Friday, June 26, 2015

New DMin course at South University on world and new religions

I am pleased to recommend a new online DMin course through South University College of Theology on world religions. I was asked to design this 11 week course, and it covers definitions of religion and methods in the study of religion and world religions, Hinduism, Buddhism, Judaism, an introduction to new religious movements, Mormonism, Jehovah's Witnesses, popular expressions of the Western esoteric tradition ("New Age" and Gnosticism), Paganism, and thoughts on a Christian study and engagement with religions. The course interacts with the best Christian and secular scholarship on world and new religions, brings critical thought to popular Christian assumptions and methods of engagement, gives students interaction with adherents of other religions, and is grounded in a theology of love of neighbor. Learn more at My thanks to Robb Redman​ for the opportunity to put together the course, and Paul Louis Metzger​ for recommending me.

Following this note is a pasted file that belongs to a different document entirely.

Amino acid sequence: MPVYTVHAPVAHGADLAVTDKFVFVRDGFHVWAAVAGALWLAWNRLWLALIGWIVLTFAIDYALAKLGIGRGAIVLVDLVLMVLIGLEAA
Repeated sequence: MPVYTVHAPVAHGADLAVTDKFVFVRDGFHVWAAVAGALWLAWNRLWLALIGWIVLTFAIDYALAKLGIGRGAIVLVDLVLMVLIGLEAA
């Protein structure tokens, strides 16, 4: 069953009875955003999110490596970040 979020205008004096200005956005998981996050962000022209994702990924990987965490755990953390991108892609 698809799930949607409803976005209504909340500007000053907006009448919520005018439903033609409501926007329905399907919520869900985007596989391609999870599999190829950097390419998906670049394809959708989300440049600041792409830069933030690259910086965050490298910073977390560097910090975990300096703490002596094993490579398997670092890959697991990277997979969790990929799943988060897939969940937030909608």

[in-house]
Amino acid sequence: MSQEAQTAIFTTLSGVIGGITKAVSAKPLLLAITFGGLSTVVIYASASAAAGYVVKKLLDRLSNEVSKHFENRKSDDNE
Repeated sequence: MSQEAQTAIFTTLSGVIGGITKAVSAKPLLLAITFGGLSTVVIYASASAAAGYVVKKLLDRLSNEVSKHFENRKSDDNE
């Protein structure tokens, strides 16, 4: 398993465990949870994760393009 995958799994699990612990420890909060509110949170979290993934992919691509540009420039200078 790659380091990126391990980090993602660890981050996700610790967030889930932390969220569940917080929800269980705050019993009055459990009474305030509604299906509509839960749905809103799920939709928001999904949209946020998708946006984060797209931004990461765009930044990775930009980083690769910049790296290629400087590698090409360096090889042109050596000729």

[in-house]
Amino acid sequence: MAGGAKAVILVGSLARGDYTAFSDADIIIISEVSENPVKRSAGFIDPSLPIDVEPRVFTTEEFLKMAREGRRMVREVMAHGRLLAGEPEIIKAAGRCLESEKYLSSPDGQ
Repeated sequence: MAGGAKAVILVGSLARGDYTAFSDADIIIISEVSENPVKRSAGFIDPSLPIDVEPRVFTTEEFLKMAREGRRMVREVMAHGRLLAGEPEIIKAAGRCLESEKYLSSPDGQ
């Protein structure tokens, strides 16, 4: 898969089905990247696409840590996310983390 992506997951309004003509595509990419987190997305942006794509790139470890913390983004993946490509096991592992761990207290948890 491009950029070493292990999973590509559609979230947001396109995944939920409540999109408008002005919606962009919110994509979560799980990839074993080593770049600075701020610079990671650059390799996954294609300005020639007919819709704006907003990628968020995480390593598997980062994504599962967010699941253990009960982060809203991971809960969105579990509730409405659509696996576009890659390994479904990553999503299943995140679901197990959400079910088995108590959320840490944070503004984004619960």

Thursday, January 08, 2015

The NAE and "Top Theological Issues for Seminaries"

Today in my email inbox I received a copy of NAE Insight: The Newsletter of the National Association of Evangelicals (Winter 2014/15). It included a feature titled "Top Theological Issues for Seminaries" which can be read at this link. This feature is composed of statements by Evangelical seminary presidents who are members of NAE where they share their thoughts on the theological priorities for their students. Unfortunately, the issues of multi-faith engagement and peacemaking are not specifically mentioned as theological priorities. There are statements about addressing pluralism and "competing worldviews," but no mention of the need for seminary students to wrestle with the practical realities of a neighborhood theology of multi-faith engagement.

How do we encourage organizations like NAE, and Evangelical seminaries, to include multi-faith engagement and peacemaking as theological priorities in our post-9/11 age frequently characterized by religious friction in the public square and violence around the world?